This Eurosceptic Isle - The rise and rise of British Euroscepticism

David Cameron Image copyright Getty Images

When I first arrived at Westminster in the 1990s, as a young political reporter for The Times, there was one man who you could not afford to ignore.

Night after night we would stand in the press gallery of the House of Commons at 10pm and watch as this MP and his small band of brothers tested John Major's dwindling majority to destruction as they opposed the Maastricht and other treaties.

In later years he carved a more lonely furrow, banging on about Europe when the rest of Parliament had moved on. As a member and then chairman of various committees, he has spent years scrutinising the detail of legislation pouring in from Brussels while other MPs lost interest.

To his opponents, he is a Eurosceptic bore who would blame the European Union for the weather if he could. To his friends, he is an heroic obsessive, the Eurosceptic conscience of the Conservatives who holds each and every Tory leader to account.

And yet so Eurosceptic has the Conservative party become that Bill Cash is now considered to be in the party's mainstream. And that is not my judgement but David Cameron's.

Mainstream view

In a programme about the rise of Euroscepticism on BBC Radio 4 on Monday at 20:00 GMT, Mr Cash tells me of a recent encounter with the prime minister where they were discussing his promise of a referendum on Britain's membership of the Europe Union.

He says: "David Cameron actually said to me in a meeting I had with him a few weeks ago, 'Bill, you're mainstream'."

For me, that comment illustrates better than any other the change that has come upon the Conservative Party over the last decade in which Euroscepticism has grown from a minority sport to a wider political force.

Image copyright Getty Images
Image caption Conservative MP Bill Cash is known for his Eurosceptic views

Where once there was a battle between Tory Eurosceptics and pro Europeans, most Conservative MPs would now say they were Eurosceptic in some shape or form. Where once Tory associations pushed their MPs to be more hostile to Europe, many have now had the chance to choose more Eurosceptic candidates. And where once Conservative Eurosceptics defected to UKIP, there is now traffic the other way as the high profile defection of one of UKIP's MEPs, Marta Andreasen, proved last week.

But it is not just the Conservative Party that has changed. The rest of the body politic has become more accustomed to Euroscepticism.

Think of it - a serving British prime minister has promised an in out referendum on Britain's membership of the EU, opening the door to Britain taking powers back from Brussels or leaving the European Union altogether. And yet the sky did not fall in, the pound remained steady and the continental upper lip stayed admirably stiff. The same promise 10 years ago would have provoked uproar in the House of Commons, spooked the financial markets and dismayed the rest of Europe.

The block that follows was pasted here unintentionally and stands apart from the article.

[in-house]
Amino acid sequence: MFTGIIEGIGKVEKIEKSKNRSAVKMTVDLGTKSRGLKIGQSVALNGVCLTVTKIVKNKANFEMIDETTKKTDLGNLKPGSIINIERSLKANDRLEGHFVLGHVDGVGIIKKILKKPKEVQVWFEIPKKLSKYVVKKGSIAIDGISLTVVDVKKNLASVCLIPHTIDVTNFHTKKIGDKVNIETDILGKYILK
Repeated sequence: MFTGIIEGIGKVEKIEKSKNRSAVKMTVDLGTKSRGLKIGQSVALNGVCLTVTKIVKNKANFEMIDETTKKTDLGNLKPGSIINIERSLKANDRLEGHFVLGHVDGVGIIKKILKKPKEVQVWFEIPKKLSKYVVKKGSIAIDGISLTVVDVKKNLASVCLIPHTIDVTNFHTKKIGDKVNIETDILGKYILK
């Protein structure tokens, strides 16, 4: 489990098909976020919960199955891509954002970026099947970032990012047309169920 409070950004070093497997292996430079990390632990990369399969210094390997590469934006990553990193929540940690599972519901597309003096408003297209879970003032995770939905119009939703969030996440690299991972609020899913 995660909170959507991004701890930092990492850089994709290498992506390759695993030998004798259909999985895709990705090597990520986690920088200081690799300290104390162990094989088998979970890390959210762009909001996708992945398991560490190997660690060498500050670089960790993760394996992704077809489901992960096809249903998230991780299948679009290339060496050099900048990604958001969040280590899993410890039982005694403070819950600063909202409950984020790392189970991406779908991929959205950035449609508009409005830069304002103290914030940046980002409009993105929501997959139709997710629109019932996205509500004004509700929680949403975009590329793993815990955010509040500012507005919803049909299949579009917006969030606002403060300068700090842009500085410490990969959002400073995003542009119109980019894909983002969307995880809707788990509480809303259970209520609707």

'Straight forward Europhobia'

The question is why? Tonight in This Eurosceptic Isle, I try to draw together a few answers.

In no particular order, these are just some of the themes that emerge: the selection of more Eurosceptic Tory MPs; the growth of UKIP as the anti-politics vote leaves a pro-European party (the Lib Dems) and joins one that opposes the EU; the silence of pro-Europeans who have let their side of the argument fall by default; the arrival of immigrants in the UK from the Eastern European reaches of the EU; the growing awareness of EU in everyday life; the impact of the eurozone crisis that has tarnished the EU brand and put wind in the Eurosceptic sails; and the changing international geopolitics that says we don't just have to look to Europe for markets, ideas and culture.

All that analysis with interviews from the likes of London Mayor Boris Johnson, George Eustice MP, the anti-euro campaigner Lord Leach, Charles Grant of the pro-European Centre for European Reform thinktank, the former Labour leader Lord Kinnock, and the former Labour cabinet minister, Lord Mandelson.

Just to give you a taster, here is Lord Mandelson on the role of the media: "It is very striking that the combined effect of News International, Daily Mail newspapers, the Telegraph, but in the middle of that the figure of Rupert Murdoch more importantly than any other has driven the media to a more hostile position than it was when we went into the then European Community in the 1970s.

"There are now newspapers that are just propaganda rags, there is no balance, no even-handedness. It is just straight forward Europhobia. It is bound to have an effect."

This Eurosceptic Isle will be broadcast on BBC Radio 4 at 20:00 (GMT) on Monday, 25 February 2013. You can listen to it on iPlayer after broadcast